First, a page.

AJR  Drop Cap
From AJR,   December 1996

The Murky World of Economic Journalism   

By Kelly Heyboer
Kelly Heyboer is a reporter at the Star-Ledger in Newark, New Jersey.     

Margaret Sanfelice, a 71-year-old widow, thinks 50 percent of all Americans are out of work. "Yes, half the country. Everybody's cutting back, cutting back," she told the Washington Post as part of a study on how the public perceives the state of the economy.

Though the unemployment rate is 5.2 percent, Sanfelice is not alone in her pessimistic view of the nation's financial picture, according to a three-part October series in the Post called "Reality Check." A 43-year-old Florida homemaker thinks inflation is at 40 percent. A Massachusetts contractor says the average corporation is making a 50 percent profit. Despite daily stories detailing government data and economic indicators, the series concluded that most Americans are outrageously off-base when asked about the jobless rate, inflation and the deficit.

Mario Brossard, the Post's assistant director of polling, says the dichotomy between the government numbers reported in newspapers nationwide and the average person's view of the economy lies not in ignorance, but in perspective. "They're not just whining. There are large portions of people who are having problems in this economy, [and] a number of them pointed to the media's doom-and-gloom pieces," Brossard says. "The press has been writing these [stories] and most people get their economic news from the media."

In a year when several major newspapers have run high-profile economic series--including the New York Times' seven-part "The Downsizing of America" in March and the Philadelphia Inquirer's 10-day "America: Who Stole the Dream?" in September--the findings of the Post's poll raise questions about whether the media are to blame for the public's skewed perspective of the economy.

Brossard says controversy surrounding prominent financial stories was a factor in the Post's decision to conduct the poll. "Reality Check" is the Post's third poll conducted jointly with Harvard University and the Henry J. Kaiser Family Foundation that focuses on "how information shapes how people think and act." (Previous polls have analyzed race relations and public trust in the government.)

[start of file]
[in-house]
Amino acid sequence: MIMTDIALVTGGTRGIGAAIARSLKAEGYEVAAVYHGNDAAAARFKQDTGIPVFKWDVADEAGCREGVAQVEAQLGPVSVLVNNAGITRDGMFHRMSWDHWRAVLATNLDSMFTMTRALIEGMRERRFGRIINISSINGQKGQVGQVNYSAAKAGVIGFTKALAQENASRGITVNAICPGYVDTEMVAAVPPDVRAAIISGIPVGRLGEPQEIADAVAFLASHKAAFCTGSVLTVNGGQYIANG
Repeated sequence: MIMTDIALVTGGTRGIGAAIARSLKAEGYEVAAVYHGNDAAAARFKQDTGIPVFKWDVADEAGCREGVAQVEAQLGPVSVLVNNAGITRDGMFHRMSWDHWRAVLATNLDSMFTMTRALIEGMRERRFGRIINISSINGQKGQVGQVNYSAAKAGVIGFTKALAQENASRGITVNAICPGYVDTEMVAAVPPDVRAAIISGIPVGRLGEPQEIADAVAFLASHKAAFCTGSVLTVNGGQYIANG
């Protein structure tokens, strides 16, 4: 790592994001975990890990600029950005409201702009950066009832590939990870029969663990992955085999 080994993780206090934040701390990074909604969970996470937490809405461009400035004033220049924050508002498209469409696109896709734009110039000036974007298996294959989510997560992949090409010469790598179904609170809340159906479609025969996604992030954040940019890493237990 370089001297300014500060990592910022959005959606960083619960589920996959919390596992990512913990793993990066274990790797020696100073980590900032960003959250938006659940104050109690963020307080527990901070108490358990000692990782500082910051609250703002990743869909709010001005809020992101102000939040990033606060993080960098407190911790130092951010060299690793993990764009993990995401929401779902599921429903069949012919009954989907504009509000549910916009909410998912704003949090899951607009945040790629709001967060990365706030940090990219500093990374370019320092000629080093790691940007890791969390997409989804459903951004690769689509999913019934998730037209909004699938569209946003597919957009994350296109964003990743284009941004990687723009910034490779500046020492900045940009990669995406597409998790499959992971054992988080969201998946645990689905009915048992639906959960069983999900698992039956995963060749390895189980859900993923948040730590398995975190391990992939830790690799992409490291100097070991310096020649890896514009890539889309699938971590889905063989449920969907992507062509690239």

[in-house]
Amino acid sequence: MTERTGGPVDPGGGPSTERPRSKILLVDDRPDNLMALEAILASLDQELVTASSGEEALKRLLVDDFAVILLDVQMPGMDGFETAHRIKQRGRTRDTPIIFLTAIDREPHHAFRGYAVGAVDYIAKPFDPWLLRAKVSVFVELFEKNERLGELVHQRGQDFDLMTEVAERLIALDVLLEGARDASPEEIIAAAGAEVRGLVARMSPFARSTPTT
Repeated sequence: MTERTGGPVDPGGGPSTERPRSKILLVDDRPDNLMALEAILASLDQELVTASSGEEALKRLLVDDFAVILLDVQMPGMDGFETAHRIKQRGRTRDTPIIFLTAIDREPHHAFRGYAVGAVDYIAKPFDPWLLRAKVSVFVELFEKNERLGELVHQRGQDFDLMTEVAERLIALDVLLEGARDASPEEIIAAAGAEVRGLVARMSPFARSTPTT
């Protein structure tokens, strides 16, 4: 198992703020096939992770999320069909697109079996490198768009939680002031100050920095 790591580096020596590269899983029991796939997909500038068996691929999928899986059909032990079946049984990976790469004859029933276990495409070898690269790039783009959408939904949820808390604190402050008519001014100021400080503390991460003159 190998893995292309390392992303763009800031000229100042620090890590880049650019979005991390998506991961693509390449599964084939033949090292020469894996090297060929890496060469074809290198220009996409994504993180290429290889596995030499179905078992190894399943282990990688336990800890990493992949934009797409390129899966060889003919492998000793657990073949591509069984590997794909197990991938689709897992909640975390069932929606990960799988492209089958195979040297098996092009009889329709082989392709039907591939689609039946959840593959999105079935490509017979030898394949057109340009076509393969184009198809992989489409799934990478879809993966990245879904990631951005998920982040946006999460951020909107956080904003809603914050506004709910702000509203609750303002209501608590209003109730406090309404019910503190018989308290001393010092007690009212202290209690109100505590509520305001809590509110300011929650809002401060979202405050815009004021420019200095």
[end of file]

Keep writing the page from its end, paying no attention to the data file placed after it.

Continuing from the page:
The project on the economy was conceived in May by the Post's polling unit, headed by the paper's polling director, Richard Morin. By July, a list of questions had been compiled, and 1,511 adults, along with 250 econo-mists, were surveyed about their knowledge and perceptions of the economy. The poll results were ultimately developed into three days of front page stories.

"Here are the rosy facts about the U.S. economy, as measured by government statistics: Unemployment is at a seven-year low. Inflation is at its lowest level in three decades. The federal budget deficit has declined to about $109 billion this year from $290 billion in 1992. And the economy is creating millions more jobs than are being lost to downsizing, mergers, business failures and foreign competition," wrote Morin and business/financial reporter John M. Berry. "Yet here are the public's bleak perceptions: The average American thinks the number of jobless is four times higher than it actually is. Nearly one in four believes the current unemployment rate tops 25 percent--the proportion of Americans who were estimated to be out of work at the worst of the Great Depression. They believe that prices are rising four times faster than they really are and that the federal budget deficit is higher, not lower, than it was five years ago."